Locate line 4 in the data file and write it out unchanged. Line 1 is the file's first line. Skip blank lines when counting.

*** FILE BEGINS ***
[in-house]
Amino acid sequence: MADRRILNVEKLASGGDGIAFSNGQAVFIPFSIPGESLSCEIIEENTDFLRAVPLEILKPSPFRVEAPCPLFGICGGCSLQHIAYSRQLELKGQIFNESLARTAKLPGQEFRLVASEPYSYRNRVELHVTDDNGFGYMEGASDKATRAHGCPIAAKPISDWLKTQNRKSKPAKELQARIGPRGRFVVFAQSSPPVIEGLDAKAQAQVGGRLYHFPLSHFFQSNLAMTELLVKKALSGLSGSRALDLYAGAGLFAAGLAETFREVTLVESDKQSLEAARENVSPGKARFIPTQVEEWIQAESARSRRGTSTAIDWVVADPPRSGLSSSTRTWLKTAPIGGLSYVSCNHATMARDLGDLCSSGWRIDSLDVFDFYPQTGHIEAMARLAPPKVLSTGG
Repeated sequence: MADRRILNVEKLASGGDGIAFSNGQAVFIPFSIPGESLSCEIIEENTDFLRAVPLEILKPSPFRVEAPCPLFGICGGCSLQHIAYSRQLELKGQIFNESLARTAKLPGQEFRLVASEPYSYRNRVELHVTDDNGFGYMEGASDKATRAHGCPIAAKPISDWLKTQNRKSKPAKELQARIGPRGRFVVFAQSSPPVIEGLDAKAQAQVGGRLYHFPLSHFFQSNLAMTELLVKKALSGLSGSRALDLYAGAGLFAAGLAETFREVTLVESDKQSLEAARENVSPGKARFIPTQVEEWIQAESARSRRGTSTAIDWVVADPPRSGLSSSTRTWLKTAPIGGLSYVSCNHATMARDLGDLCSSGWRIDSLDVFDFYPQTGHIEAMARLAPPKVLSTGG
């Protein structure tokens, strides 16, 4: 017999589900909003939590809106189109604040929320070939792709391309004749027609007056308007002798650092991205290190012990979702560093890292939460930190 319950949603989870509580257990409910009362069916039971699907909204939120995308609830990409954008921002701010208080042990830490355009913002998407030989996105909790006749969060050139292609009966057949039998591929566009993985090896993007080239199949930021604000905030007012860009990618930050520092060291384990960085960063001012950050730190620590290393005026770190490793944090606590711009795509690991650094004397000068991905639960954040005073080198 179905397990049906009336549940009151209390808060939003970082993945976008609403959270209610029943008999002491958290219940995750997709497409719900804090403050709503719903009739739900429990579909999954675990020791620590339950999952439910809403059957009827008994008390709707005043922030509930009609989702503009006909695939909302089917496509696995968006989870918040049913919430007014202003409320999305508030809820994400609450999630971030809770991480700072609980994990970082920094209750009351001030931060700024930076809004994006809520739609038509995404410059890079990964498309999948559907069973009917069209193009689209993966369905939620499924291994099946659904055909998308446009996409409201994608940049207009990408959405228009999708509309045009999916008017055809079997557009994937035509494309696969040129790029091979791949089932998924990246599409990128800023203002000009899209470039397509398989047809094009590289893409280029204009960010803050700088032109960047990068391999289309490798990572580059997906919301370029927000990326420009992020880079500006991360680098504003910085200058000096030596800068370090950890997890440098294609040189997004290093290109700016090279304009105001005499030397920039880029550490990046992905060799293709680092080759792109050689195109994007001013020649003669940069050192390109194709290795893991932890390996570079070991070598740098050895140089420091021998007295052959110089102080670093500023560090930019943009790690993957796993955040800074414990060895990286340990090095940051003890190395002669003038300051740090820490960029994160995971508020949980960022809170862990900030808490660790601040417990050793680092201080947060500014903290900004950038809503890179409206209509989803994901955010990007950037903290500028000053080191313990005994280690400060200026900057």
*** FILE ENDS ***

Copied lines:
């Protein structure tokens, strides 16, 4: 017999589900909003939590809106189109604040929320070939792709391309004749027609007056308007002798650092991205290190012990979702560093890292939460930190 319950949603989870509580257990409910009362069916039971699907909204939120995308609830990409954008921002701010208080042990830490355009913002998407030989996105909790006749969060050139292609009966057949039998591929566009993985090896993007080239199949930021604000905030007012860009990618930050520092060291384990960085960063001012950050730190620590290393005026770190490793944090606590711009795509690991650094004397000068991905639960954040005073080198 179905397990049906009336549940009151209390808060939003970082993945976008609403959270209610029943008999002491958290219940995750997709497409719900804090403050709503719903009739739900429990579909999954675990020791620590339950999952439910809403059957009827008994008390709707005043922030509930009609989702503009006909695939909302089917496509696995968006989870918040049913919430007014202003409320999305508030809820994400609450999630971030809770991480700072609980994990970082920094209750009351001030931060700024930076809004994006809520739609038509995404410059890079990964498309999948559907069973009917069209193009689209993966369905939620499924291994099946659904055909998308446009996409409201994608940049207009990408959405228009999708509309045009999916008017055809079997557009994937035509494309696969040129790029091979791949089932998924990246599409990128800023203002000009899209470039397509398989047809094009590289893409280029204009960010803050700088032109960047990068391999289309490798990572580059997906919301370029927000990326420009992020880079500006991360680098504003910085200058000096030596800068370090950890997890440098294609040189997004290093290109700016090279304009105001005499030397920039880029550490990046992905060799293709680092080759792109050689195109994007001013020649003669940069050192390109194709290795893991932890390996570079070991070598740098050895140089420091021998007295052959110089102080670093500023560090930019943009790690993957796993955040800074414990060895990286340990090095940051003890190395002669003038300051740090820490960029994160995971508020949980960022809170862990900030808490660790601040417990050793680092201080947060500014903290900004950038809503890179409206209509989803994901955010990007950037903290500028000053080191313990005994280690400060200026900057």